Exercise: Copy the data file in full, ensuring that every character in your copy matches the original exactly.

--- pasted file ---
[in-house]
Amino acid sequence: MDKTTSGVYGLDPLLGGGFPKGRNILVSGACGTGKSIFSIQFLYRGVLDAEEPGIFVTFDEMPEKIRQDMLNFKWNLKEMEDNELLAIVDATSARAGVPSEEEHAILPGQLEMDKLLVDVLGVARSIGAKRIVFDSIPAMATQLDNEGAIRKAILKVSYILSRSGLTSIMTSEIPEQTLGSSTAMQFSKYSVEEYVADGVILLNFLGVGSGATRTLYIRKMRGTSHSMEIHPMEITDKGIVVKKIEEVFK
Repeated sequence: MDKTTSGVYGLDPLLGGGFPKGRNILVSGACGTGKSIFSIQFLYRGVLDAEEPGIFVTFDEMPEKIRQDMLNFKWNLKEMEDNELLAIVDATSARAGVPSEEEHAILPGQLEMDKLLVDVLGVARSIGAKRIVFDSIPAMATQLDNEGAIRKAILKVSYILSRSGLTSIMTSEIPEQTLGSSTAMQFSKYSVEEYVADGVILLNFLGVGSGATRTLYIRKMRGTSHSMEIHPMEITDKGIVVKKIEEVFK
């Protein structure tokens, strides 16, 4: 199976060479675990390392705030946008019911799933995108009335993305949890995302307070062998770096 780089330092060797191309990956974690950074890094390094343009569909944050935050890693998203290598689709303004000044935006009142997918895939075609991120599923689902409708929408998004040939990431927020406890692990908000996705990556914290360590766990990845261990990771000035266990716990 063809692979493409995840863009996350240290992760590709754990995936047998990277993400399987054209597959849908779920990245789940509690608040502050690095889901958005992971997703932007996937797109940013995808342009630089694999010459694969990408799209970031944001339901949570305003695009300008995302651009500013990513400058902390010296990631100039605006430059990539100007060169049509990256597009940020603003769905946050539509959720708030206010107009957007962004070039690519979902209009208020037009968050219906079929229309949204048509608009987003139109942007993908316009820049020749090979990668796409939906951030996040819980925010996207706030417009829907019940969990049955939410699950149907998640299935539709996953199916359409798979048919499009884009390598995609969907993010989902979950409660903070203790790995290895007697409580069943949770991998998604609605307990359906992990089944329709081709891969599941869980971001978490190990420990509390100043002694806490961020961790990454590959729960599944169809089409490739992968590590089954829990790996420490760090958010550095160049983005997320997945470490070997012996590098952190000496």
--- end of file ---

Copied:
[in-house]
Amino acid sequence: MDKTTSGVYGLDPLLGGGFPKGRNILVSGACGTGKSIFSIQFLYRGVLDAEEPGIFVTFDEMPEKIRQDMLNFKWNLKEMEDNELLAIVDATSARAGVPSEEEHAILPGQLEMDKLLVDVLGVARSIGAKRIVFDSIPAMATQLDNEGAIRKAILKVSYILSRSGLTSIMTSEIPEQTLGSSTAMQFSKYSVEEYVADGVILLNFLGVGSGATRTLYIRKMRGTSHSMEIHPMEITDKGIVVKKIEEVFK
Repeated sequence: MDKTTSGVYGLDPLLGGGFPKGRNILVSGACGTGKSIFSIQFLYRGVLDAEEPGIFVTFDEMPEKIRQDMLNFKWNLKEMEDNELLAIVDATSARAGVPSEEEHAILPGQLEMDKLLVDVLGVARSIGAKRIVFDSIPAMATQLDNEGAIRKAILKVSYILSRSGLTSIMTSEIPEQTLGSSTAMQFSKYSVEEYVADGVILLNFLGVGSGATRTLYIRKMRGTSHSMEIHPMEITDKGIVVKKIEEVFK
């Protein structure tokens, strides 16, 4: 199976060479675990390392705030946008019911799933995108009335993305949890995302307070062998770096 780089330092060797191309990956974690950074890094390094343009569909944050935050890693998203290598689709303004000044935006009142997918895939075609991120599923689902409708929408998004040939990431927020406890692990908000996705990556914290360590766990990845261990990771000035266990716990 063809692979493409995840863009996350240290992760590709754990995936047998990277993400399987054209597959849908779920990245789940509690608040502050690095889901958005992971997703932007996937797109940013995808342009630089694999010459694969990408799209970031944001339901949570305003695009300008995302651009500013990513400058902390010296990631100039605006430059990539100007060169049509990256597009940020603003769905946050539509959720708030206010107009957007962004070039690519979902209009208020037009968050219906079929229309949204048509608009987003139109942007993908316009820049020749090979990668796409939906951030996040819980925010996207706030417009829907019940969990049955939410699950149907998640299935539709996953199916359409798979048919499009884009390598995609969907993010989902979950409660903070203790790995290895007697409580069943949770991998998604609605307990359906992990089944329709081709891969599941869980971001978490190990420990509390100043002694806490961020961790990454590959729960599944169809089409490739992968590590089954829990790996420490760090958010550095160049983005997320997945470490070997012996590098952190000496």